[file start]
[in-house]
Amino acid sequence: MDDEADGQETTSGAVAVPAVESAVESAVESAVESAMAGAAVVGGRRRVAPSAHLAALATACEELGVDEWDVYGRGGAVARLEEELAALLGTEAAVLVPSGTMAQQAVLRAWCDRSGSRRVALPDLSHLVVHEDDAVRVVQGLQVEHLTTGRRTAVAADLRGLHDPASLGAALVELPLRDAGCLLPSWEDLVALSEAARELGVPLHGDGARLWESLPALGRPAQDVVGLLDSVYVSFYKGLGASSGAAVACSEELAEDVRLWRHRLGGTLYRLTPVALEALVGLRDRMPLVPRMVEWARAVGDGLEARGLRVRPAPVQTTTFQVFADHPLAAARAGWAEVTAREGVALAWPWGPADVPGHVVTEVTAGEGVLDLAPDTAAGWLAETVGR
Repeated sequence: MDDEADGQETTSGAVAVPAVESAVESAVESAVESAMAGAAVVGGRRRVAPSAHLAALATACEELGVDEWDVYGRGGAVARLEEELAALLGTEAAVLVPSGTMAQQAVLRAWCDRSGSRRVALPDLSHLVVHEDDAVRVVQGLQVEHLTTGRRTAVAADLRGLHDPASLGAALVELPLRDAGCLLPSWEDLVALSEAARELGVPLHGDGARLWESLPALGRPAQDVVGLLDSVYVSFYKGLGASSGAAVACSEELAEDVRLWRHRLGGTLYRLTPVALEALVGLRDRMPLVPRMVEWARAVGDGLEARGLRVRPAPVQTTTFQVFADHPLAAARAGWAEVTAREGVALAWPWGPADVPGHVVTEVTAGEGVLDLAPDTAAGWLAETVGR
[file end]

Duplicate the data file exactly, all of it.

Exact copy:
[in-house]
Amino acid sequence: MDDEADGQETTSGAVAVPAVESAVESAVESAVESAMAGAAVVGGRRRVAPSAHLAALATACEELGVDEWDVYGRGGAVARLEEELAALLGTEAAVLVPSGTMAQQAVLRAWCDRSGSRRVALPDLSHLVVHEDDAVRVVQGLQVEHLTTGRRTAVAADLRGLHDPASLGAALVELPLRDAGCLLPSWEDLVALSEAARELGVPLHGDGARLWESLPALGRPAQDVVGLLDSVYVSFYKGLGASSGAAVACSEELAEDVRLWRHRLGGTLYRLTPVALEALVGLRDRMPLVPRMVEWARAVGDGLEARGLRVRPAPVQTTTFQVFADHPLAAARAGWAEVTAREGVALAWPWGPADVPGHVVTEVTAGEGVLDLAPDTAAGWLAETVGR
Repeated sequence: MDDEADGQETTSGAVAVPAVESAVESAVESAVESAMAGAAVVGGRRRVAPSAHLAALATACEELGVDEWDVYGRGGAVARLEEELAALLGTEAAVLVPSGTMAQQAVLRAWCDRSGSRRVALPDLSHLVVHEDDAVRVVQGLQVEHLTTGRRTAVAADLRGLHDPASLGAALVELPLRDAGCLLPSWEDLVALSEAARELGVPLHGDGARLWESLPALGRPAQDVVGLLDSVYVSFYKGLGASSGAAVACSEELAEDVRLWRHRLGGTLYRLTPVALEALVGLRDRMPLVPRMVEWARAVGDGLEARGLRVRPAPVQTTTFQVFADHPLAAARAGWAEVTAREGVALAWPWGPADVPGHVVTEVTAGEGVLDLAPDTAAGWLAETVGR